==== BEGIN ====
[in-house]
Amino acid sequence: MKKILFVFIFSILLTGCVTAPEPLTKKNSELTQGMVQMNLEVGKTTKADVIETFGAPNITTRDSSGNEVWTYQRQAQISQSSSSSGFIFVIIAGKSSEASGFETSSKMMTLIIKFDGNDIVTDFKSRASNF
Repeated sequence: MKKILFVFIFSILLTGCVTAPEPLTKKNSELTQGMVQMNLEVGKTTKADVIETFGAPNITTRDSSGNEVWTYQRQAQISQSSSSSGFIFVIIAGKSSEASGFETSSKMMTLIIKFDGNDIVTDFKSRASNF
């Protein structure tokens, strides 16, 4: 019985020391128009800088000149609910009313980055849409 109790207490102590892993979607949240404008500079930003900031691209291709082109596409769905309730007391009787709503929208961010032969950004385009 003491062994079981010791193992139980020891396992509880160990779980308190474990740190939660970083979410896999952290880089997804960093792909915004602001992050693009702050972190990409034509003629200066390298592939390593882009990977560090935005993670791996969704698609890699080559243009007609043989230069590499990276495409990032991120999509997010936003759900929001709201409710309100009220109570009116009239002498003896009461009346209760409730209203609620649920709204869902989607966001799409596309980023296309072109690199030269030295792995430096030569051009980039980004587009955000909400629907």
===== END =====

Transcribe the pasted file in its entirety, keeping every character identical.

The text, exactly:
[in-house]
Amino acid sequence: MKKILFVFIFSILLTGCVTAPEPLTKKNSELTQGMVQMNLEVGKTTKADVIETFGAPNITTRDSSGNEVWTYQRQAQISQSSSSSGFIFVIIAGKSSEASGFETSSKMMTLIIKFDGNDIVTDFKSRASNF
Repeated sequence: MKKILFVFIFSILLTGCVTAPEPLTKKNSELTQGMVQMNLEVGKTTKADVIETFGAPNITTRDSSGNEVWTYQRQAQISQSSSSSGFIFVIIAGKSSEASGFETSSKMMTLIIKFDGNDIVTDFKSRASNF
């Protein structure tokens, strides 16, 4: 019985020391128009800088000149609910009313980055849409 109790207490102590892993979607949240404008500079930003900031691209291709082109596409769905309730007391009787709503929208961010032969950004385009 003491062994079981010791193992139980020891396992509880160990779980308190474990740190939660970083979410896999952290880089997804960093792909915004602001992050693009702050972190990409034509003629200066390298592939390593882009990977560090935005993670791996969704698609890699080559243009007609043989230069590499990276495409990032991120999509997010936003759900929001709201409710309100009220109570009116009239002498003896009461009346209760409730209203609620649920709204869902989607966001799409596309980023296309072109690199030269030295792995430096030569051009980039980004587009955000909400629907």